Technology has had a profound effect on the real estate industry during the last decade. Our industry has become a revolving door for new licensees who cannot gain traction quickly. Successful agents have learned to both work with, and to leverage technology, so that it works for them.
Big players will always be with us, however, small players and niche players are learning to use technology to compete increasingly well with the giants. When looking at the industry in terms of productivity per agent one will find high volume agents at both the big companies, but increasingly in small niche or boutique firms.
Consumers now go to Zillow, Trulia and Realtor.com for information and to see listings, not an agent or company website.
Social media, YouTube, and Google are quickly changing what works in terms of building brand awareness. From the beginning we hired professional social media experts to create and manage our presence on Facebook and Twitter. We are expanding our strategy to include Instagram to target first time buyers and LinkedIn for recruiting purposes.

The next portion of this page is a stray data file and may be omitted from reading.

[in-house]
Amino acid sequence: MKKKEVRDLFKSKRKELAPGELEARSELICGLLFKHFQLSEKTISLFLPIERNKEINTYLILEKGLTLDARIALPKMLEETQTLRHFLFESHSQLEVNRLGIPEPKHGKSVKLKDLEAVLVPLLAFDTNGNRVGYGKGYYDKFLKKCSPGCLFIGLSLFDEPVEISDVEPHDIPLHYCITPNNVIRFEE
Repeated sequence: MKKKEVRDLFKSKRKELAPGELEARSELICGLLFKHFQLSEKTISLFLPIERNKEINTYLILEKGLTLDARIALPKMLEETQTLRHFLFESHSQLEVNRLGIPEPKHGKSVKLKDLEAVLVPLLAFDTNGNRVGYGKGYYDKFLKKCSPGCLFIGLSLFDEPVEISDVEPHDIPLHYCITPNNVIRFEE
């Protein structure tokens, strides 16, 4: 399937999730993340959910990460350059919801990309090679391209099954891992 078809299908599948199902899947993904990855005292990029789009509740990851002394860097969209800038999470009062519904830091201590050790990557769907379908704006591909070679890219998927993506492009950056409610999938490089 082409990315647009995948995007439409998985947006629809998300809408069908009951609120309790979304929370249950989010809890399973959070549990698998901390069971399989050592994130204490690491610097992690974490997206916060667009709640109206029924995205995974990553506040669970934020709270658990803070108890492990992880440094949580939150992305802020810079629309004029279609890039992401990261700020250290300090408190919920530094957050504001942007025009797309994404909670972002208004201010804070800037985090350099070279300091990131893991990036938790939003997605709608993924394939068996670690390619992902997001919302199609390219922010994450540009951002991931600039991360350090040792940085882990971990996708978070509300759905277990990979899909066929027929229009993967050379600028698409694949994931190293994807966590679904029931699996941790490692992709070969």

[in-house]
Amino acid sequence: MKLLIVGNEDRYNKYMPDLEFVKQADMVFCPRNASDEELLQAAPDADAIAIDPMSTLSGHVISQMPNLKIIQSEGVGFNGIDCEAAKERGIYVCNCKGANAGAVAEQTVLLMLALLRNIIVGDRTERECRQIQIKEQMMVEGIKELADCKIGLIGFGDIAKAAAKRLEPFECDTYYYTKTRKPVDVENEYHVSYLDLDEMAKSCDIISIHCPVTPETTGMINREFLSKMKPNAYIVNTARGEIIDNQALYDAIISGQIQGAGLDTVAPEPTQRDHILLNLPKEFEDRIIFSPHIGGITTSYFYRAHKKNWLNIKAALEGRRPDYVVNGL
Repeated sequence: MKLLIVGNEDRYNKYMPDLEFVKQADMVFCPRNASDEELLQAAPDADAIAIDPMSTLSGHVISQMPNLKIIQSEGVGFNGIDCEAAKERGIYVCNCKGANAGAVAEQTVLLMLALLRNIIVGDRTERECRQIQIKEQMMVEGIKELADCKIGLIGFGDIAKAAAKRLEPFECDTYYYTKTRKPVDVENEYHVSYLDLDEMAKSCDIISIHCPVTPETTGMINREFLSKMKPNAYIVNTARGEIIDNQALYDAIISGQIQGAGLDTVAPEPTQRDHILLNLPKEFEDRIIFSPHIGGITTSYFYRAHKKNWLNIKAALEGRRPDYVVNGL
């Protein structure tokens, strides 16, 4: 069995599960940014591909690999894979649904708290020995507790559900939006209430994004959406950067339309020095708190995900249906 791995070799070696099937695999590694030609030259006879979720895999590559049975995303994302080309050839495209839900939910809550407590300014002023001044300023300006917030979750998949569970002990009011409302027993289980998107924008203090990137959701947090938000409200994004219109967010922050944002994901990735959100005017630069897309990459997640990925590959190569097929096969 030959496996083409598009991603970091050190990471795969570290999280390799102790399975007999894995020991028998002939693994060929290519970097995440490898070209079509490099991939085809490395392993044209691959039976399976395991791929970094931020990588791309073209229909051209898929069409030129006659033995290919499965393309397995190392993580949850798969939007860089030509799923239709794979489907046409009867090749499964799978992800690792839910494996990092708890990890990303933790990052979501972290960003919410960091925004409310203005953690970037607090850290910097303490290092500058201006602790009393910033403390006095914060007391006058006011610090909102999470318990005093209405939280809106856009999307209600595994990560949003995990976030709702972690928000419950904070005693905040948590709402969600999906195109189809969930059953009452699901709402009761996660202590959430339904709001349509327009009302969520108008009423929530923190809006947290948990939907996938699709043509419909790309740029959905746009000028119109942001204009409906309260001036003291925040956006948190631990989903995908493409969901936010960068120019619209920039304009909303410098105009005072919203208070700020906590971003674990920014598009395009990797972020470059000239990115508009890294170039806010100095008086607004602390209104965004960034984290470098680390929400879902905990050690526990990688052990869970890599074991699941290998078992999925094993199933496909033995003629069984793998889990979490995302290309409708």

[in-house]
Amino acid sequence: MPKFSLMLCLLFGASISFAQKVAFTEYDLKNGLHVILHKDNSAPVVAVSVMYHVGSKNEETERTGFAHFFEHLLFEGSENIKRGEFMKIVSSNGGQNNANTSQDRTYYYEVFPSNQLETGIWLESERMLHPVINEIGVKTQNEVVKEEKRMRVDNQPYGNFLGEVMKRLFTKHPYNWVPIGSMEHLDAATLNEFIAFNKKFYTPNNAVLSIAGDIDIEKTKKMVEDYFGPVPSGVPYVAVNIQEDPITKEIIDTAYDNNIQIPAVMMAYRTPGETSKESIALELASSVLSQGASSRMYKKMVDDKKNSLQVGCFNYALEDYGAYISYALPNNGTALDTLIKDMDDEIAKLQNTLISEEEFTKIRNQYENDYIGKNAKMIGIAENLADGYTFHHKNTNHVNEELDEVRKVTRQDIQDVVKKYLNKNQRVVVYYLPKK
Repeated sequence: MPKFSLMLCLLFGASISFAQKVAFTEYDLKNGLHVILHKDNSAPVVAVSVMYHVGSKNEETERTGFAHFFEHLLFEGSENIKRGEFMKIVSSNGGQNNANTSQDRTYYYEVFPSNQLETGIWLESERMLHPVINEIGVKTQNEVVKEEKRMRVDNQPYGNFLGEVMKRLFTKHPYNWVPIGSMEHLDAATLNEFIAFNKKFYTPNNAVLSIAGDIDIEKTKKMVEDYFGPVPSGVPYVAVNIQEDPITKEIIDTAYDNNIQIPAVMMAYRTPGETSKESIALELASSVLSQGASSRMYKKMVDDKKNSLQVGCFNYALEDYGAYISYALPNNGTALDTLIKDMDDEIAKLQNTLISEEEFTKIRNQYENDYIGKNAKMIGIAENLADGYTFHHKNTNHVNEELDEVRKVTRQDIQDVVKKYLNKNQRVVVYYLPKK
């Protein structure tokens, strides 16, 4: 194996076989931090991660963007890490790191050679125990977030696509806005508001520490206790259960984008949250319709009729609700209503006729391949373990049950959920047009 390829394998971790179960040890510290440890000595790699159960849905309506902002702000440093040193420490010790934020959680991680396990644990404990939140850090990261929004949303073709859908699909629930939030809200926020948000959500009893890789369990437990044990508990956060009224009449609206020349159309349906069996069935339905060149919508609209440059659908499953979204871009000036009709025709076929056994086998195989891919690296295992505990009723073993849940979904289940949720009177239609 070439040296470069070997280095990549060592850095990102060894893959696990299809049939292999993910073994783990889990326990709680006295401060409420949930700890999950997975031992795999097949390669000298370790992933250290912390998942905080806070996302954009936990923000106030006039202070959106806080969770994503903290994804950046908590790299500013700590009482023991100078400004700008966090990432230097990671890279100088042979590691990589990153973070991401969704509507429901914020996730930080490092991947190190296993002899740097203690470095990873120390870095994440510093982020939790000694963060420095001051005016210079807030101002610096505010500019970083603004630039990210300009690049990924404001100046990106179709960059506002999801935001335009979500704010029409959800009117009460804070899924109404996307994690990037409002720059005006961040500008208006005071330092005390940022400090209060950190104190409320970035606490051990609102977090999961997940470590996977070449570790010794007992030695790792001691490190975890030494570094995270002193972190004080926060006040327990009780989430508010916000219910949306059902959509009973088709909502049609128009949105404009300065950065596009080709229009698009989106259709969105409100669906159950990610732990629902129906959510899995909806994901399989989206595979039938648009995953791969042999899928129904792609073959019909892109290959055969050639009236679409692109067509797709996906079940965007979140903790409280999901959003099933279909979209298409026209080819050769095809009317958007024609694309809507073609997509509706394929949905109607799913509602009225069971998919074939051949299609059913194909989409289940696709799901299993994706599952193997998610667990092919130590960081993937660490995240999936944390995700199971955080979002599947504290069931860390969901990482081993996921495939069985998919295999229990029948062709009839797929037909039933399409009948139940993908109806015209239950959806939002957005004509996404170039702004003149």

Real estate agents no longer control access to listings. Every listing in the MLS is available everywhere on the internet.
Real estate has always been an 80/20 business where 20% of the agents do 80% of the business. The agent who embraces the new technological reality while working by referral has an opportunity to do incredibly well right now.
The great recession has also changed what people think of as the American Dream. The loss of equity and the need for mobility has kicked homeownership off many bucket lists.
More people are choosing to rent than buy – 34.6% at last count. Many will not rent their entire lives, eventually opting to buy. Attitudes toward renting vs buying continue to evolve while the rental market begs to be served. There is tremendous opportunity to professionalize the property management business, improving the service level as the intermediary between tenant and investor and generating significant income for the broker.
Demand for property management service is rising. The challenge is serving the needs of the tenant while ensuring that the owner’s investment is earning well. Incorporating property management into the traditional brokerage model is an opportunity whose time has come.
The tsunami of echo boomers & millennials moving into the housing market as both tenants and first time home buyers presents an immense opportunity. The related opportunity to serve the needs of landlord owners as capital floods back into back into the housing market after the crash is equally immense.
Not only will tenants pay for this experience but real estate investors require this level of service in an increasingly competitive marketplace.
That’s Chris’s State of the Industry Address. state of the industry address – Next week, The Broker Owner Experience: Broker Profitability Matters